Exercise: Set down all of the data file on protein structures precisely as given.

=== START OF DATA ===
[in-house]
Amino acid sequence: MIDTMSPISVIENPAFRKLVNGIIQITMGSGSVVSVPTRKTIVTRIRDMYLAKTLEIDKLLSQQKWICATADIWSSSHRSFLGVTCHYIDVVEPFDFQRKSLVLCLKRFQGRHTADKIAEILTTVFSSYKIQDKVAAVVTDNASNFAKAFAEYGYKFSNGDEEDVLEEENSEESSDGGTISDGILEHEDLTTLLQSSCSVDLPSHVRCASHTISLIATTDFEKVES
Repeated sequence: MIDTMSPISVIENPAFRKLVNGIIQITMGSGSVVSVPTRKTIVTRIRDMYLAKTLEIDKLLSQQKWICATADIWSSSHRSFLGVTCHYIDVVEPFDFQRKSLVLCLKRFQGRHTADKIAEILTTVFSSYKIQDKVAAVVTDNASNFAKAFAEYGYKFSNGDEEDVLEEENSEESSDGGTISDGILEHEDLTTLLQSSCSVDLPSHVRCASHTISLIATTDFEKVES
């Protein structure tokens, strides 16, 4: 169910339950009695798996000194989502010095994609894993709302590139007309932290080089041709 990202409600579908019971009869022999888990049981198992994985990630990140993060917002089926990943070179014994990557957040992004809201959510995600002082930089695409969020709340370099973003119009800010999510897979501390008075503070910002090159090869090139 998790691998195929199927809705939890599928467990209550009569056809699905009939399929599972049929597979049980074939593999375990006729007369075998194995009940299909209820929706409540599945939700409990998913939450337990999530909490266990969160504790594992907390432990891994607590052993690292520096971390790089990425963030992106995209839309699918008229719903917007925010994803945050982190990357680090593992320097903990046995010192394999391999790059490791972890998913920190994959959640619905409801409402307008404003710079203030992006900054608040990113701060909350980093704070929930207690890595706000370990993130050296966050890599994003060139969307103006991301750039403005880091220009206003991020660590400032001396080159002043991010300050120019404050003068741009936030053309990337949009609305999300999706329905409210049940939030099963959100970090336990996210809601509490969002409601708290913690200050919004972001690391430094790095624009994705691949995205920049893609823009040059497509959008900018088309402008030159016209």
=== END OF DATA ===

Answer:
[in-house]
Amino acid sequence: MIDTMSPISVIENPAFRKLVNGIIQITMGSGSVVSVPTRKTIVTRIRDMYLAKTLEIDKLLSQQKWICATADIWSSSHRSFLGVTCHYIDVVEPFDFQRKSLVLCLKRFQGRHTADKIAEILTTVFSSYKIQDKVAAVVTDNASNFAKAFAEYGYKFSNGDEEDVLEEENSEESSDGGTISDGILEHEDLTTLLQSSCSVDLPSHVRCASHTISLIATTDFEKVES
Repeated sequence: MIDTMSPISVIENPAFRKLVNGIIQITMGSGSVVSVPTRKTIVTRIRDMYLAKTLEIDKLLSQQKWICATADIWSSSHRSFLGVTCHYIDVVEPFDFQRKSLVLCLKRFQGRHTADKIAEILTTVFSSYKIQDKVAAVVTDNASNFAKAFAEYGYKFSNGDEEDVLEEENSEESSDGGTISDGILEHEDLTTLLQSSCSVDLPSHVRCASHTISLIATTDFEKVES
């Protein structure tokens, strides 16, 4: 169910339950009695798996000194989502010095994609894993709302590139007309932290080089041709 990202409600579908019971009869022999888990049981198992994985990630990140993060917002089926990943070179014994990557957040992004809201959510995600002082930089695409969020709340370099973003119009800010999510897979501390008075503070910002090159090869090139 998790691998195929199927809705939890599928467990209550009569056809699905009939399929599972049929597979049980074939593999375990006729007369075998194995009940299909209820929706409540599945939700409990998913939450337990999530909490266990969160504790594992907390432990891994607590052993690292520096971390790089990425963030992106995209839309699918008229719903917007925010994803945050982190990357680090593992320097903990046995010192394999391999790059490791972890998913920190994959959640619905409801409402307008404003710079203030992006900054608040990113701060909350980093704070929930207690890595706000370990993130050296966050890599994003060139969307103006991301750039403005880091220009206003991020660590400032001396080159002043991010300050120019404050003068741009936030053309990337949009609305999300999706329905409210049940939030099963959100970090336990996210809601509490969002409601708290913690200050919004972001690391430094790095624009994705691949995205920049893609823009040059497509959008900018088309402008030159016209």